La Dolce Vita was invented for us. We shaped it over the years, fitted it to our desires and dreams and then waved the scepters that would make it real. And it was so real for such a long time that we truly couldn't imagine any other way of passing from the canopied cradle to the marble sepulcher. But we always kept a vigilant eye on that grey and brutish existence just the other side of the firelight, and the sounds it made sometimes kept us awake at night, although it never kept us from our duties and obligations, our gaming and our pleasures.

No one saw the tears forming silently behind our veils or heard the frail echo of our hearts breaking as we left our homes for the last time on that magnificently cloudless day in 1946. The clouds were inside us, bottled up, ready to pour forth their rain only after we had passed the border at Fréjus. Only then did we give way to our grief, after the last sentinels of the New Order spat upon our passports. And no one saw us, and all remembered our forbearance and we were proud of ourselves, for we hadn't brought shame upon our Dynasty or our ancestors. We kept the Name intact, untarnished and uncorroded, to shine again far away and serve as a lighthouse for those who would seek us out when the New Order stumbles and falls and the people start to search for the Truth of the past. And we shall be waiting for them. We shall wait forever, if needs be. And when the time comes, we shall return in those same ancient motorcars, the same brittle veils hiding our faces as we weep on entering that Renaissance City of Light, our beloved Florence. And we shall stand there on the balcony and we shall not remember the 'whys' and the 'hows'. We shall remember only the 'here' and the 'now' and our heads will be held high as they always have been.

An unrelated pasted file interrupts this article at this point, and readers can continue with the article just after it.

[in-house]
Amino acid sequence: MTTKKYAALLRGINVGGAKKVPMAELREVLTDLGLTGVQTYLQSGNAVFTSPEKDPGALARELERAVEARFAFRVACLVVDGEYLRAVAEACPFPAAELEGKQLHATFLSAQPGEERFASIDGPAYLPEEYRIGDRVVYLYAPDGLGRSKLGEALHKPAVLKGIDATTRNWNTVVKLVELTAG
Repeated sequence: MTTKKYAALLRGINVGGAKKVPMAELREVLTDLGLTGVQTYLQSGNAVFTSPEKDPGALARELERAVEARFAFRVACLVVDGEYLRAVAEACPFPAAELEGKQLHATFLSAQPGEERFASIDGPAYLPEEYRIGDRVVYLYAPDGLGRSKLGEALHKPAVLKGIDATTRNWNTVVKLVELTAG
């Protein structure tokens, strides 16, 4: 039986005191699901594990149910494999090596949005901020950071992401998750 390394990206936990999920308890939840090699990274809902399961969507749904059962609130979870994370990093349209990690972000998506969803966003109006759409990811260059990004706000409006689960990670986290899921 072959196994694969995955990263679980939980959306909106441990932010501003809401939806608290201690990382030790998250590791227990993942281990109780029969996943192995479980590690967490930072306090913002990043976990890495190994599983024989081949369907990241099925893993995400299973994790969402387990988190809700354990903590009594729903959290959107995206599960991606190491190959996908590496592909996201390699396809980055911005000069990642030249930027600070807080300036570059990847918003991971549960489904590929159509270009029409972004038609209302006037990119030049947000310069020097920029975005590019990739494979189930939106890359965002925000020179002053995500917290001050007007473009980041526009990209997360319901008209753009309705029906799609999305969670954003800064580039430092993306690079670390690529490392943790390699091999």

Nobody will call us 'brave', for no one will realize the fear and pain we felt. And the people will continue to believe that we breathe only the most purified air free of any taint of reality, like hummingbirds in bejeweled and gilded cages. And we shall allow them to believe that, for the Truth helps no one but the priests and their worthless incantations to a blind and deaf God who cares not a damn―neither about the fall of a sparrow, nor a House that has withstood for centuries on end.
HSH Prince Louis Richard II de la Pau, a member of the Italian House of Bourbon Parma, was born in exile in Australia in 1969 and was brought up mainly in France, Egypt and the United Kingdom. He is currently living in Bulgaria, where he is a translator and writer. His non-fiction works have been published by the National Academy of Sciences in Sofia and Vienna. He has just finished writing his first semi-autobiographical novel, A Prayer for a Prince, or Valse Triste, which reveals the darkness behind the scenes in one of Italy's most important royal families. The book is under consideration for publication in the United States.   Blog